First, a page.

Taking advantage of these bottlenecks, insiders said Asaminew’s recruitment drive included Amhara officers demobilized in connection with the alleged coup conspiracy of 2009 as well as some officers forced into retirement due to ethnic restructuring of the national army. With Asaminew in charge, the fox was effectively left to guard the hen house.
That Asaminew sought to build up the regional special police by relying on ADFM hardliners returning from Eritrea, with recruits ostensibly more loyal to him than the regional government and the constitution, could have offended—and threatened—the regional president, prompting the internal evaluation proceedings that may have spurred Asaminew to action.
In the wake of the assassinations, the ADP may now seek to remove actual or potential allies of Asaminew from its central committee and party-state structures and figure out what weapons he circulated and where, and what training and instructions may have been provided by retired officers to militias. There have been at least 250 arrests without charge—a practice Abiy promised to do away with—including some of Asaminew’s alleged co-conspirators of a decade ago, Amhara opposition leaders, and returning rebels from Eritrea absorbed into security structures under Asaminew.
The EPRDF and Abiy will now have to do some soul-searching about the sweeping prisoner releases from which Asaminew emerged. Indeed, Asaminew was released during a state of emergency that professed to protect the constitutional order at a delicate moment when Abiy’s predecessor, Hailemariam Desalegn, had already tendered his resignation and before Abiy was designated his successor.
Pardons of former officers such as Asaminew, together with an amnesty law under Abiy that exonerated former defectors from the military and officers charged with breaching military discipline, sent conflicting signals about the rules and regulations of the ENDF concerning noninvolvement in politics. Meanwhile, Abiy convened a meeting of the ENDF top brass, urging officers involved in politics to resign; otherwise, he foresaw possible “chaos” amid states of “friction” that could lead to “proxy war.”
Prior to Abiy’s rise to power as EPRDF chairman and prime minister, the EPRDF ostensibly functioned on the basis of consensus, with the 36-member EPRDF politburo—composed equally of its four ethnically based branches—guarding against majority-based decisions.
But things were already changing under Hailemariam. A 17-day meeting of the politburo, of which Abiy is and was a member, began in December 2017, eventually agreeing to a 12-point reform program that focused on a “democratic opening” and “democratization” of institutions. In that meeting, Hailemariam later told me, he proposed the prisoner releases. He explained that “there are some who have not agreed upon this issue. That doesn’t mean that we should follow what they say.”
“The majority has agreed upon it. As a prime minister, it is my responsibility,” Hailemariam added, indicating a significant shift in decision-making procedures. Asaminew, now dead, and another alleged accomplice, Tefera Mamo, now arrested, were released in February 2018 while Hailemariam continued as acting prime minister. Hailemariam’s apparent shift signaled a trend toward the disregard of minority views under Abiy.
Inconsistent messages also rippled through the system when Abiy, as part of a push to consolidate control amid power struggles, arrested some ex-officials in key security organs while elevating others to serve as top securocrats and leaving political allies—who formerly served in high security roles meriting scrutiny—unscathed. Abiy, presiding over an absence of consensus in the EPRDF, has become little more than a placeholder transitional leader grasping at rhetoric of unity while relying on pragmatic and shifting alliances to stay in power.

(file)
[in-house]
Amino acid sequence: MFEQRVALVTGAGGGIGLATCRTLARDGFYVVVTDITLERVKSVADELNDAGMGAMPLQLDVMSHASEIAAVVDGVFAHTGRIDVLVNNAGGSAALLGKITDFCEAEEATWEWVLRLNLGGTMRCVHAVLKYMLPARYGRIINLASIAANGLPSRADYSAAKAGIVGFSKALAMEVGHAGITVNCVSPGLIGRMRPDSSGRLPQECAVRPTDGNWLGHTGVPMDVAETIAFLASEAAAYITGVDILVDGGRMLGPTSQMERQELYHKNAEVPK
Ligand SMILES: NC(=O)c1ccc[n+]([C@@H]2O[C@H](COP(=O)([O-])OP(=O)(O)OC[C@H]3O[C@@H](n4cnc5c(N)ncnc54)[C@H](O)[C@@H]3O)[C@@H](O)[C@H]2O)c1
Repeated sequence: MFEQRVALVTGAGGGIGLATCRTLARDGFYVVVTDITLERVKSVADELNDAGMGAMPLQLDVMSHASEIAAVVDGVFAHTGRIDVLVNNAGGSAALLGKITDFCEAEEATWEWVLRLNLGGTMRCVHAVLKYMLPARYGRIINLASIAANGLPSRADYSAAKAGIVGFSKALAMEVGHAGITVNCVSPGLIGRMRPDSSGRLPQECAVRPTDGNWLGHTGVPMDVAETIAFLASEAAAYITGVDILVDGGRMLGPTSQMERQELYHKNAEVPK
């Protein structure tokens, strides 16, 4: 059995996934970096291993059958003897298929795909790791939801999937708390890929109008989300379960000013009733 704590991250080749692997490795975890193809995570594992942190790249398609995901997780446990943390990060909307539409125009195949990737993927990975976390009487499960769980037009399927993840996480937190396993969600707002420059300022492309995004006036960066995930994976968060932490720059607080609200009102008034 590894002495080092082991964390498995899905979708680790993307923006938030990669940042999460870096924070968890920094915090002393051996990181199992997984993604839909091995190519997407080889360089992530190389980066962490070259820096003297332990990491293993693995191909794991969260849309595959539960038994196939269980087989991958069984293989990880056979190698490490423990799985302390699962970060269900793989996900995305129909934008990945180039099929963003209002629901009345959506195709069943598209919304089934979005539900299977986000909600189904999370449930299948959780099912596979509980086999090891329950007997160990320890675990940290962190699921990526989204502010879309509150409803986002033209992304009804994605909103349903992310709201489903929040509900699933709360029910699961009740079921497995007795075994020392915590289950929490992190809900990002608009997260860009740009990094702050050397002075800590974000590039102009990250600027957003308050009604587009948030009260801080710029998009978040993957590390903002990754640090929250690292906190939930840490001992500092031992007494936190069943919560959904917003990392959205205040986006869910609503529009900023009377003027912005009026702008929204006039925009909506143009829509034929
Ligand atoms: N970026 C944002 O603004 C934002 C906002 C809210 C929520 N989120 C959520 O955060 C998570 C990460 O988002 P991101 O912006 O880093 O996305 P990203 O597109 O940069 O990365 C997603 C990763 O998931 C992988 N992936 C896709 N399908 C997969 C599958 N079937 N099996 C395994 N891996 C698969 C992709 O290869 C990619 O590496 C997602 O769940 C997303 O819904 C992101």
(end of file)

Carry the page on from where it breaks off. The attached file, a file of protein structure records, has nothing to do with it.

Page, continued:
The severe strain that Ethiopia’s regional and grassroots security organs are now facing is rooted in myriad power struggles that have rippled out from the core of the ruling coalition during the political opening. Too little attention was paid to characters like Asaminew, who were licensed to act from expanding islands of power amid the breakdown of party structure and control. The violent events in June are a warning that Ethiopia’s political opening, with elections and a national census slated for next year, could end in a bloodbath.
Fortunately, the country hasn’t reached that point yet. Asaminew failed despite having built up a certain constituency in Amhara state. If he sought a wider conspiracy to take power in the federal capital, it made little sense, barring delusion or naiveté. A successful regional power grab would have required firm support from at least part of the military in the region, the Western Command, following immediate negotiations with the federal government for recognition. The Western Command has nine divisions, each with a minimum of 4,000 to 5,000 soldiers. The head of the Western Command is not an ethnic Amhara, but from southern Ethiopia; a restructuring under Abiy has reduced six former military commands to four, each led by a general hailing from an ethnic group different from that of the region in which they are stationed.
Although Abiy’s actions as Ethiopia’s leader have shown some serious strategic errors, this particular measure may help guard against contagion of ethnic conflict into the federal military, preventing a nightmare scenario in which some ENDF Amhara officers would defect and join the sort of ethnonationalist rebellion that Asaminew appeared to be trying to provoke.
For now, the greater peril may lie in politicized elements of Asaminew’s former forces fighting with the federal police and military, as the chain of command seeks to guard against fragmentation and a weakened EPRDF remains only nominally in charge of the organs of the state.